The research topics of postgraduate students at the School reflect the wide expertise of the staff and the varied research in which they are engaged. Many relate to the WSA's established reputation for research in all aspects of sustainability, in architectural history in diverse cultural contexts, and in design-led approaches to research. Research students are attached to one or other of the School's Research Groups, the Architectural Science Group (ASG), the Architectural History and Theory Group (AHTG), and the Design and Practice Research Group (DPRG). Doctoral or MPhil research often relates also to the work of one or more of the School's Research Centres.
A list of current and recent PhD and MPhil research students and their research projects is given here
Candidates are guided through their research by experienced supervisors, normally one main supervisor and one second supervisor. Supervisors are appointed on the basis of appropriate knowledge of the candidate's chosen research area. As well as guiding the research, supervisors advise students on their training needs and career development. They will suggest suitable training events within the School or run by the University Graduate College. Prospective candidates are encouraged to contact a suitable potential supervisor with their initial ideas for a research proposal in order to explore possibilities.
The expertise of individual research supervisors is summarised here.
The School has an established record of research using design as a method of investigation, and of research leading to design as an outcome or conclusion. It encourages applicants whose MPhil/PhD proposals are led in these ways by design.
The School welcomes enquiries and applications from suitably qualified people wishing to conduct research in any of the broad fields outlined on our research pages.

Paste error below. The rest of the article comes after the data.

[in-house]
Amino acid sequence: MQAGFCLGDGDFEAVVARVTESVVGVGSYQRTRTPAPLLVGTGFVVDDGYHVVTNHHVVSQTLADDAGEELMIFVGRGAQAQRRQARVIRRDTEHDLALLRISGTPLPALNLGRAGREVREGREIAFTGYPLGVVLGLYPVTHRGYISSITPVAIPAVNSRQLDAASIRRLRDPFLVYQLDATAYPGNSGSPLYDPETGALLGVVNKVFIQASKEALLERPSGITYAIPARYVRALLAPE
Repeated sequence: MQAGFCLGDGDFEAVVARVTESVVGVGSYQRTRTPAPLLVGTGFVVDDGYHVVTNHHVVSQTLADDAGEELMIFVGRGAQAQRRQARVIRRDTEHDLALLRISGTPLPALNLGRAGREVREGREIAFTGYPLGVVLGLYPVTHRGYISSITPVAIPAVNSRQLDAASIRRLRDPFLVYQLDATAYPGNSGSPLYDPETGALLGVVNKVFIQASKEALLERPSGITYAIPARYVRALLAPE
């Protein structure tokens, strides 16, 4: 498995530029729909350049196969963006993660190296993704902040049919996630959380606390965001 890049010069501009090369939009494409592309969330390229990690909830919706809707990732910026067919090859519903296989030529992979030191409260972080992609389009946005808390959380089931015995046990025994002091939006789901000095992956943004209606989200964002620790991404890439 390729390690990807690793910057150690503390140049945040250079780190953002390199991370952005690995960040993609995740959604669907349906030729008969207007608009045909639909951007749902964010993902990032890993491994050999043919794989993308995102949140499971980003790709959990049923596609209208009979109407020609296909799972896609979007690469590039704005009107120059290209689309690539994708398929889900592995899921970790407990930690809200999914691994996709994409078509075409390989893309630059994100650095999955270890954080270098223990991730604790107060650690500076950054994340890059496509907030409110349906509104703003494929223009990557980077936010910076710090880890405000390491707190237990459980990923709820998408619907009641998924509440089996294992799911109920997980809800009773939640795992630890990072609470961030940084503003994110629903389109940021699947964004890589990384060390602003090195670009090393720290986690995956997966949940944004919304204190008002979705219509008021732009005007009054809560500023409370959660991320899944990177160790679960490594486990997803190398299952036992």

Applicants should apply using the online application form available from the University:
All MPhil and PhD applicants are requested to submit a research proposal with their application. For guidelines to writing a research proposal please use the following links:
It is essential to explain the topic or area of interest so that we can assess whether we have staff able to supervise the research study (see Research Supervisors). Each application is considered on individual merit. Applicants are encouraged to provide as much information and supporting documentation as possible about their academic record, relevant work experience and funding support. Applicants will be interviewed, usually by the prospective supervisor, using Skype where it is not possible to meet in person.
Applications can be made at any time of the year, and if successful, students may start their study on the 1st October, or 1st April.
Funding opportunities may be found here: www.cardiff.ac.uk/for/prospective/pg/funding/
Any PhD applicants from Brazil are eligible to apply for funding through the 'Science Without Borders' scheme.
Further details at these websites:
Candidates may study at the School for research degrees full-time or part-time. There is also the option of studying externally, i.e. away from the School. Full-time PhD candidates normally study for 3 years and part-time PhD candidates for 5 years. For the MPhil degree, full-time study is normally 1 year, while part-time study is generally over 2 years. The lengths of time cited above refer to the time spent in completing a planned programme of research. There is additional time allowed, within strict limits, for writing up the thesis.
Throughout the study period, the candidate's progress is monitored at 6 monthly intervals in accordance with the University's procedure. This involves the student completing a self-assessment form and their supervisor, in consultation with the student, submitting a progress report. These are reviewed by the School's Research Committee. The Committee carries out a more detailed review of the progress of research students every 12 months, normally based on the submission by the student of a written piece of work. The candidate's work is eventually examined by an internal and an external examiner, on the basis of an oral examination as well as the written thesis.